After almost a year of planning, preparation, and training the day I had been waiting for finally came. In between there had been two injury layoffs, but on the day of the run I had no injury concerns. I was ready for the long distance running session albeit only for the “half marathon”. I had originally wanted this run to be a marathon but instead chose to enroll only for half-marathon as I did not feel quite ready for marathon. Nevertheless, I was excited and rearing to go.
The date 26th of November, the venue- the hills of Kakani and I was running 21 kilometers. Days before as I was enrolling I had asked the organizers if the run would be on flat land or would we encounter hills and trails? They laughed at me and said you do realize we are in Nepal, right. I did know this but I was only hoping for the terrain to be a bit merciful. However, regardless of the terrain I was ready to go conquer the 21k.
On race day I felt ready and my gut instinct told me I would be able to see the finish line. I did not know what was in store for me during the race, that, I would have to find out as I ran. Before the start of the race I got the chance to meet a champion runner Mira Rai, which in itself was quite a moment and she even wished me luck. J And then the race began at 10:00 in the morning –
I got off to a fairly decent start, I knew I had to manage my pace and race management was the key. This was my first ever half marathon, but my months of preparation had at least given me an idea that I needed to plan this race. It would only get tougher as the race progressed that I constantly told myself. Also, I kept on telling myself that if I start to compete with others then I might as well throw the towel in. I mean I really wanted to get to the finish line in about three hours that was my primary target. In other words I was telling myself to run my own race and not be concerned about what others did. I managed to stick to this idea and though I felt I was getting overtaken left, right and center, I stuck to what I had to do. I got through the first check point at 1.3K without any concerns and forged on.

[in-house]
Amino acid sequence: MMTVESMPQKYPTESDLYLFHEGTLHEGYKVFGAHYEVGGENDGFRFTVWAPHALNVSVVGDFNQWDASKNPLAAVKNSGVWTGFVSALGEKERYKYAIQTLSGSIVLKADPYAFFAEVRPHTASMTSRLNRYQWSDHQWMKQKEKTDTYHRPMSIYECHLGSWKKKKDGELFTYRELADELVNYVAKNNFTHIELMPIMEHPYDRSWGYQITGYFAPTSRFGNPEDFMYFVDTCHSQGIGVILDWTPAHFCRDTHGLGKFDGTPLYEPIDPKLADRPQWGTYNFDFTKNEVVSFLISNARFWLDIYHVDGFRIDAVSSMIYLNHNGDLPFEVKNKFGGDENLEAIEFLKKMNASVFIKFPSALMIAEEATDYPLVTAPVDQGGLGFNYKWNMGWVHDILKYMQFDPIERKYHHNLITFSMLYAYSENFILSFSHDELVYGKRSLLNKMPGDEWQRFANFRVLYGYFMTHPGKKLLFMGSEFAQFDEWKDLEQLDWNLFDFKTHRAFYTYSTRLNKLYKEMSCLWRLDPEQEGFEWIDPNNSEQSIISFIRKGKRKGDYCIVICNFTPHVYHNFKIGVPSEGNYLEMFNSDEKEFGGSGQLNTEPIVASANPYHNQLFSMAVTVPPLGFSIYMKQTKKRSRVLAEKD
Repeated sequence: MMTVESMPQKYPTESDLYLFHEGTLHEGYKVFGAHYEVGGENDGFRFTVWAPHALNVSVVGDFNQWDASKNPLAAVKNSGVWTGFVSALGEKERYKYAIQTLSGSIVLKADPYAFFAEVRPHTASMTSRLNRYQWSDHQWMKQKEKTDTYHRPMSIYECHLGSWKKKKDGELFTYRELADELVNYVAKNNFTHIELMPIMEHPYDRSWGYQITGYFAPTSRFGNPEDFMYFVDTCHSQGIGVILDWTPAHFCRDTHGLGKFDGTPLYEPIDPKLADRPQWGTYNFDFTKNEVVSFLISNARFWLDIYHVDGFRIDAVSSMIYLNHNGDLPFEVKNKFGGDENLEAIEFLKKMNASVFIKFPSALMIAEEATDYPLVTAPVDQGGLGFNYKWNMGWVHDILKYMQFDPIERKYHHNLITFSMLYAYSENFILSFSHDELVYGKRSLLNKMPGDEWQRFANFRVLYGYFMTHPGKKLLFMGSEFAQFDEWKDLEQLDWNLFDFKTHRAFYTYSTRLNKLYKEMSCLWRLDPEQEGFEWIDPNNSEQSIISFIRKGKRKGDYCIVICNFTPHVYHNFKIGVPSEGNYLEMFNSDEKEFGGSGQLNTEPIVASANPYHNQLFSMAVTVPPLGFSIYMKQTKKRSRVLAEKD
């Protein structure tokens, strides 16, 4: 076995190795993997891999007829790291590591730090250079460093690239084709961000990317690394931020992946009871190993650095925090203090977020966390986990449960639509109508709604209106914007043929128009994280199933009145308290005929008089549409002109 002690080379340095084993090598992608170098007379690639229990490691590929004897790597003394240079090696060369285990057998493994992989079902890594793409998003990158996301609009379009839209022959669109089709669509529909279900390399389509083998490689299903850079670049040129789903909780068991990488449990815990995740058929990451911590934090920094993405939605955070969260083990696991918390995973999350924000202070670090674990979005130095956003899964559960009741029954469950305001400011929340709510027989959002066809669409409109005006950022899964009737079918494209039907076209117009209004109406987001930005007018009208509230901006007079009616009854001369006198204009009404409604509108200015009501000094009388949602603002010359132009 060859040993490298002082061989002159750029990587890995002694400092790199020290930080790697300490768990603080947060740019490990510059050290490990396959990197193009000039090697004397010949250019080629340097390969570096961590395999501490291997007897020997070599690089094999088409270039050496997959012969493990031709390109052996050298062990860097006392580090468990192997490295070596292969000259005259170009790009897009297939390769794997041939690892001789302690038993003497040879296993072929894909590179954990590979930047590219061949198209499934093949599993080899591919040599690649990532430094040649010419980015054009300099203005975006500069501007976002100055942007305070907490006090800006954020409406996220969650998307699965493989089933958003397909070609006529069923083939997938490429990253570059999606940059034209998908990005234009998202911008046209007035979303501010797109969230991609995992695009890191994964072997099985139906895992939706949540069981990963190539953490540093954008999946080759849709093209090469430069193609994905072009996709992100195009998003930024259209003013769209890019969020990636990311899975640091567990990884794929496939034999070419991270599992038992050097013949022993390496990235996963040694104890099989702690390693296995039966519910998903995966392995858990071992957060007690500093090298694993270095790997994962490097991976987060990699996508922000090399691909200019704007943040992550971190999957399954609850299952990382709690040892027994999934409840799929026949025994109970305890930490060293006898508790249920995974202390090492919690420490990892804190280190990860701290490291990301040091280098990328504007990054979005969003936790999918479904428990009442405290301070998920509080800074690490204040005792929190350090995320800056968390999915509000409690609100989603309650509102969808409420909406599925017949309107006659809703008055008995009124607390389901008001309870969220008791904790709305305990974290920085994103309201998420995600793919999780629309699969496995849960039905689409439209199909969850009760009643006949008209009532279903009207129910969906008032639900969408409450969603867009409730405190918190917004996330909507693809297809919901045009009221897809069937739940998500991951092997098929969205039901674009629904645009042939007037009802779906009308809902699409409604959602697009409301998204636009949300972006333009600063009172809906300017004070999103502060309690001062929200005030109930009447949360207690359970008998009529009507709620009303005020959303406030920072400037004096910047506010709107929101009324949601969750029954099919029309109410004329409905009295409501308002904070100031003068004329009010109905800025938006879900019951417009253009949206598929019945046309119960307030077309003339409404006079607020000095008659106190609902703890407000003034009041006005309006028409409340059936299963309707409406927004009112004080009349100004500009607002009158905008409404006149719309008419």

Then the race took a turn a different turn as the track converged into a narrow trail. Surrounded by trees the trail was a great place to run and it provided cover from the sun, but since the trail was narrow and slippery. Honestly, I did not like running on such a trail especially because they were slippery, also I was weary of the narrow trail because I was concerned for my ankles. I have twisted both my left and the right ankle in the past year. The left ankle suffering a ligament tear back in December 2015 had kept me bed ridden for almost a month. So, I treaded very carefully, watching my steps and not trying to run very fast. The steep climb and declines also made the trail even tougher and it was best to go slow. I did try to keep a decent pace and had to constantly tell myself that I would not do a leisurely walk. Even, when I did walk on the trails, I tried to make sure that I was walking a decent pace. Then came checkpoint two at 6.2K and it was time for some refueling – biscuits and water.